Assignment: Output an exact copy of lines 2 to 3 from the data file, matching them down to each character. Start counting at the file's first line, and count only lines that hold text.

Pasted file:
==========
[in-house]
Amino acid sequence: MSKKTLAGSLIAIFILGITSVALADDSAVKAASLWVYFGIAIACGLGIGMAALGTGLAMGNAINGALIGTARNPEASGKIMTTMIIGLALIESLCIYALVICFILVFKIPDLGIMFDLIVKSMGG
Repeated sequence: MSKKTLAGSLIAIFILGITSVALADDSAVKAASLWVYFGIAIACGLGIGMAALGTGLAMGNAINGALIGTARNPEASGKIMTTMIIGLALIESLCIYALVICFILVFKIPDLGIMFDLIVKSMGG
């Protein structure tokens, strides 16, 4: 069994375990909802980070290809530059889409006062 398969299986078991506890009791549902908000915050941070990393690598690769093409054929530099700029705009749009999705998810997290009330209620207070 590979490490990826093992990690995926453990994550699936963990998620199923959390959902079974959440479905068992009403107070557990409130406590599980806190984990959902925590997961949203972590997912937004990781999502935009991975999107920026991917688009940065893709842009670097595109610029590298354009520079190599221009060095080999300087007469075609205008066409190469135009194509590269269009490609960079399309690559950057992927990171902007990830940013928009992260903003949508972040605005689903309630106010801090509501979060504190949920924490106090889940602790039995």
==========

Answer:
Amino acid sequence: MSKKTLAGSLIAIFILGITSVALADDSAVKAASLWVYFGIAIACGLGIGMAALGTGLAMGNAINGALIGTARNPEASGKIMTTMIIGLALIESLCIYALVICFILVFKIPDLGIMFDLIVKSMGG
Repeated sequence: MSKKTLAGSLIAIFILGITSVALADDSAVKAASLWVYFGIAIACGLGIGMAALGTGLAMGNAINGALIGTARNPEASGKIMTTMIIGLALIESLCIYALVICFILVFKIPDLGIMFDLIVKSMGG